By my calculations, the remake of Poldark (BBC1, Sunday) is the first time BBC drama has returned to Cornwall since that famously mumbling Jamaica Inn — which may explain why even the lowliest yokel here tends to project from the diaphragm. Leading both the cast and the diaphragm-projection is Aidan Turner as Ross Poldark, initially seen as a British Redcoat in a wood rather unconvincingly captioned ‘Virginia, America, 1781’. The short scene that followed efficiently established that he had a rackety past and some politically radical ideas, before the American rebels attacked, leaving several extras dead. Ross himself suffered injuries bad enough to bring on a severe case of flashback, as he deliriously remembered how he and a wild-haired woman used to run about the Cornish cliffs in slow motion while laughing a lot and swearing eternal love.
And with that, we cut to Cornwall two years later, where Ross’s homecoming wasn’t going terribly well — what with his father being dead, the family estate bankrupt, the family tin mines flooded and that wild-haired woman not only immaculately coiffured, but also engaged to somebody else in the belief that Ross was dead. No wonder that for a while he stuck to a rigid regime of staring moodily out to sea.
The new Poldark has a strong supporting cast, including the much-missed Warren Clarke doing his gruff no-nonsense act one last time as Ross’s Uncle Charles. Even so, at this stage, the programme appears to be pinning most of its hopes on Aidan Turner’s sex appeal — which, let’s face it, is not an especially risky strategy. Certainly, Turner can brood with the best of them. He’s also good at that thing women seem to like: constantly alternating between being nice and being horrible. It’s a policy he applies to his servants (a married couple who bear a striking resemblance to Master and Mistress Ploppy, those jailers from Blackadder II); to his old flame Elizabeth (who’s apparently still pining for him — not surprisingly, given that her fiancé might as well have the words ‘Dull Dog’ embroidered across his tricorn hat); and to Demelza, a local girl whom, during one of his nice phases, he rescued from some bullies and installed as his kitchen maid.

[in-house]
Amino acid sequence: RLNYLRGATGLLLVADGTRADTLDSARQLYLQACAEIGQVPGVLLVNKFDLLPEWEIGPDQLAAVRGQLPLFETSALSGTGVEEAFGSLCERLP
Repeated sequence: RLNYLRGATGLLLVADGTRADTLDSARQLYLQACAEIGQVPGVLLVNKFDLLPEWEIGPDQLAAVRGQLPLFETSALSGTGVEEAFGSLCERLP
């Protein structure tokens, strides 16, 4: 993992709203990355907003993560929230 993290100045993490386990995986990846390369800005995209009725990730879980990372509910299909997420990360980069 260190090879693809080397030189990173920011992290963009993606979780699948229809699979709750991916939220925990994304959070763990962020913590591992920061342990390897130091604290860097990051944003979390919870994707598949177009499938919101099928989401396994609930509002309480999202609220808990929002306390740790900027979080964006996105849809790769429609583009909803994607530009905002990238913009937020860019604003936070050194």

On the whole, the rest of the programme proved as efficient as that opening scene. The main characters were introduced, the historical background was deftly sketched in and there were at least two pretty decent fights. So far, though, the new Poldark hasn’t really caught fire.
One obvious reason is that Sunday’s opener never solved the problem that first episodes of British dramas so often set themselves: how to make the central dilemma feel properly engaging when we know how it needs to turn out for the series to exist at all. In this case, the question was whether Ross would stay in Cornwall or give up the ghost and head to a new life in London. Despite the best efforts of all concerned, there was naturally no doubt what the answer would be.
But perhaps there’s something else too. We won’t know for sure until next week, but Poldark does have a strong whiff of drama-by-committee about it: not just in the decision to remake a much-loved old show, but also in the somewhat nervously respectful way it’s going about the task. The result is duly solid rather than spectacular — although of course I may be reckoning without the Turner effect…
BBC2’s Nurse (Tuesday), by contrast, hit its stride immediately. (Admittedly, it started as a radio series, which must help.) The plot doesn’t take long to summarise: a community psychiatric nurse goes from house to house visiting her ‘service users’ — i.e. patients — to see how they’re doing. Mostly played by Paul Whitehouse, who also co-wrote the programme, these include an ex-con agoraphobic, a morbidly obese man whose mother prides herself on feeding him up and a cultured elderly schizophrenic unable to understand why W.B. Yeats isn’t returning his letters — and reluctant to take his medication, because ‘Without my voices, there’s no one to talk to.’
As the premise for a comedy show, this mightn’t sound enormously promising. Yet, while the result mightn’t have you falling off the couch in mirth, there are plenty of neat gags, often but not always made by the patients at their own expense. What’s really striking about Nurse, though, is the emotional punch it provides, especially when the characters are having one of their moments of rueful self-knowledge.
Crucially, too, the tone is perfect: warmly sympathetic, but never sentimental; willing to laugh at the madder forms of madness, but never to mock them. And all this, almost miraculously, without any tangible sense of calculation. I ended Tuesday’s programme feeling, not for the first time, that there’s a distinct touch of genius about Paul Whitehouse.
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